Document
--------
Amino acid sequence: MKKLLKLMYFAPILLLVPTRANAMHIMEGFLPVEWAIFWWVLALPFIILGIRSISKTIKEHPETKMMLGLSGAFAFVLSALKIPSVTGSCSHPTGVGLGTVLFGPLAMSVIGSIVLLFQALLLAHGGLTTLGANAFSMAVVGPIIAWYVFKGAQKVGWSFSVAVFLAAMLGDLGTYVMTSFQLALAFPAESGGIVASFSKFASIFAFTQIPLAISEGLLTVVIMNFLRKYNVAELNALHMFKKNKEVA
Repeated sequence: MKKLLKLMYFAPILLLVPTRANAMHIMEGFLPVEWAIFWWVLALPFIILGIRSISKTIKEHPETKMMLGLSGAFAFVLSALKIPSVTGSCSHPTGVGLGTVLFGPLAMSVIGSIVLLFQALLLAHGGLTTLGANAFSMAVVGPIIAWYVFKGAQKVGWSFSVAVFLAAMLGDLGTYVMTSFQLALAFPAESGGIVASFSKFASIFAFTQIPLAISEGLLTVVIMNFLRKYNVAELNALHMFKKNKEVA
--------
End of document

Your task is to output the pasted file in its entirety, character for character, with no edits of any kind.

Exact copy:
Amino acid sequence: MKKLLKLMYFAPILLLVPTRANAMHIMEGFLPVEWAIFWWVLALPFIILGIRSISKTIKEHPETKMMLGLSGAFAFVLSALKIPSVTGSCSHPTGVGLGTVLFGPLAMSVIGSIVLLFQALLLAHGGLTTLGANAFSMAVVGPIIAWYVFKGAQKVGWSFSVAVFLAAMLGDLGTYVMTSFQLALAFPAESGGIVASFSKFASIFAFTQIPLAISEGLLTVVIMNFLRKYNVAELNALHMFKKNKEVA
Repeated sequence: MKKLLKLMYFAPILLLVPTRANAMHIMEGFLPVEWAIFWWVLALPFIILGIRSISKTIKEHPETKMMLGLSGAFAFVLSALKIPSVTGSCSHPTGVGLGTVLFGPLAMSVIGSIVLLFQALLLAHGGLTTLGANAFSMAVVGPIIAWYVFKGAQKVGWSFSVAVFLAAMLGDLGTYVMTSFQLALAFPAESGGIVASFSKFASIFAFTQIPLAISEGLLTVVIMNFLRKYNVAELNALHMFKKNKEVA